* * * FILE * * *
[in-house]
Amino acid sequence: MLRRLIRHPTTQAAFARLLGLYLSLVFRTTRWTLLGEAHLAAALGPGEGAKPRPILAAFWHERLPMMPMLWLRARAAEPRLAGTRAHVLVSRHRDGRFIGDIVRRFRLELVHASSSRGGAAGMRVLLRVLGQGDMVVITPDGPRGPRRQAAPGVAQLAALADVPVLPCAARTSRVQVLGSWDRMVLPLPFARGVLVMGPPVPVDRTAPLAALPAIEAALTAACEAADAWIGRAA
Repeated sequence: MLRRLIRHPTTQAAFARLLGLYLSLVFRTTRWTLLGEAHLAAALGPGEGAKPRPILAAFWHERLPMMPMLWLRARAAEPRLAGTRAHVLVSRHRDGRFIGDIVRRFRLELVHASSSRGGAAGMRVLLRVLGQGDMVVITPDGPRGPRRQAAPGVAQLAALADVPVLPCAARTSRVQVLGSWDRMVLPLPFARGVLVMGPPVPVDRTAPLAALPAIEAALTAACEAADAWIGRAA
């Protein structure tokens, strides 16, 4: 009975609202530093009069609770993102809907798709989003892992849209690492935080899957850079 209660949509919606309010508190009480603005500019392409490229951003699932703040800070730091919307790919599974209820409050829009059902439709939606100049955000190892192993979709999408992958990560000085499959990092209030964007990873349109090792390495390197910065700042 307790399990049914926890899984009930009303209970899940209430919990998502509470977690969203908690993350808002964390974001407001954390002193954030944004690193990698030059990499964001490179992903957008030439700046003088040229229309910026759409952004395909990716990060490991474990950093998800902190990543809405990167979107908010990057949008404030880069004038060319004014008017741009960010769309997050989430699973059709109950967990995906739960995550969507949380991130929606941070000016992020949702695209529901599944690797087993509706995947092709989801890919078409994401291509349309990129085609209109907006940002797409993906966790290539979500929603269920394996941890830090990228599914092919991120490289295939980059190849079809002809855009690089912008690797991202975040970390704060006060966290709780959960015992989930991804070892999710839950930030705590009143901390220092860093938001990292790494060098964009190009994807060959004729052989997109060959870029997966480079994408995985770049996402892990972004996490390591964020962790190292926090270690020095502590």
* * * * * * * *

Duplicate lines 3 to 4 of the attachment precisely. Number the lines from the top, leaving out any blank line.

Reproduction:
Repeated sequence: MLRRLIRHPTTQAAFARLLGLYLSLVFRTTRWTLLGEAHLAAALGPGEGAKPRPILAAFWHERLPMMPMLWLRARAAEPRLAGTRAHVLVSRHRDGRFIGDIVRRFRLELVHASSSRGGAAGMRVLLRVLGQGDMVVITPDGPRGPRRQAAPGVAQLAALADVPVLPCAARTSRVQVLGSWDRMVLPLPFARGVLVMGPPVPVDRTAPLAALPAIEAALTAACEAADAWIGRAA
């Protein structure tokens, strides 16, 4: 009975609202530093009069609770993102809907798709989003892992849209690492935080899957850079 209660949509919606309010508190009480603005500019392409490229951003699932703040800070730091919307790919599974209820409050829009059902439709939606100049955000190892192993979709999408992958990560000085499959990092209030964007990873349109090792390495390197910065700042 307790399990049914926890899984009930009303209970899940209430919990998502509470977690969203908690993350808002964390974001407001954390002193954030944004690193990698030059990499964001490179992903957008030439700046003088040229229309910026759409952004395909990716990060490991474990950093998800902190990543809405990167979107908010990057949008404030880069004038060319004014008017741009960010769309997050989430699973059709109950967990995906739960995550969507949380991130929606941070000016992020949702695209529901599944690797087993509706995947092709989801890919078409994401291509349309990129085609209109907006940002797409993906966790290539979500929603269920394996941890830090990228599914092919991120490289295939980059190849079809002809855009690089912008690797991202975040970390704060006060966290709780959960015992989930991804070892999710839950930030705590009143901390220092860093938001990292790494060098964009190009994807060959004729052989997109060959870029997966480079994408995985770049996402892990972004996490390591964020962790190292926090270690020095502590």